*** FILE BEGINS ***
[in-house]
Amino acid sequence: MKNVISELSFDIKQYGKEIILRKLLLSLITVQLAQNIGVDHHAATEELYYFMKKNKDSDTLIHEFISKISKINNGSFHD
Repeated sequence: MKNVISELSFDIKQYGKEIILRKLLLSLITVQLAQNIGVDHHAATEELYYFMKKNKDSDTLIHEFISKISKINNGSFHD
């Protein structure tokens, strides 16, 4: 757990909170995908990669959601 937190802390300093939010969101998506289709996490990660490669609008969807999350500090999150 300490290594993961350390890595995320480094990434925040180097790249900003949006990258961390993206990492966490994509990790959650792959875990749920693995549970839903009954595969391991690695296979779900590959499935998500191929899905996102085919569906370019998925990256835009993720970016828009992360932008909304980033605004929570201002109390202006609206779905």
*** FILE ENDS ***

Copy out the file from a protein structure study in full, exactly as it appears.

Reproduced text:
[in-house]
Amino acid sequence: MKNVISELSFDIKQYGKEIILRKLLLSLITVQLAQNIGVDHHAATEELYYFMKKNKDSDTLIHEFISKISKINNGSFHD
Repeated sequence: MKNVISELSFDIKQYGKEIILRKLLLSLITVQLAQNIGVDHHAATEELYYFMKKNKDSDTLIHEFISKISKINNGSFHD
């Protein structure tokens, strides 16, 4: 757990909170995908990669959601 937190802390300093939010969101998506289709996490990660490669609008969807999350500090999150 300490290594993961350390890595995320480094990434925040180097790249900003949006990258961390993206990492966490994509990790959650792959875990749920693995549970839903009954595969391991690695296979779900590959499935998500191929899905996102085919569906370019998925990256835009993720970016828009992360932008909304980033605004929570201002109390202006609206779905």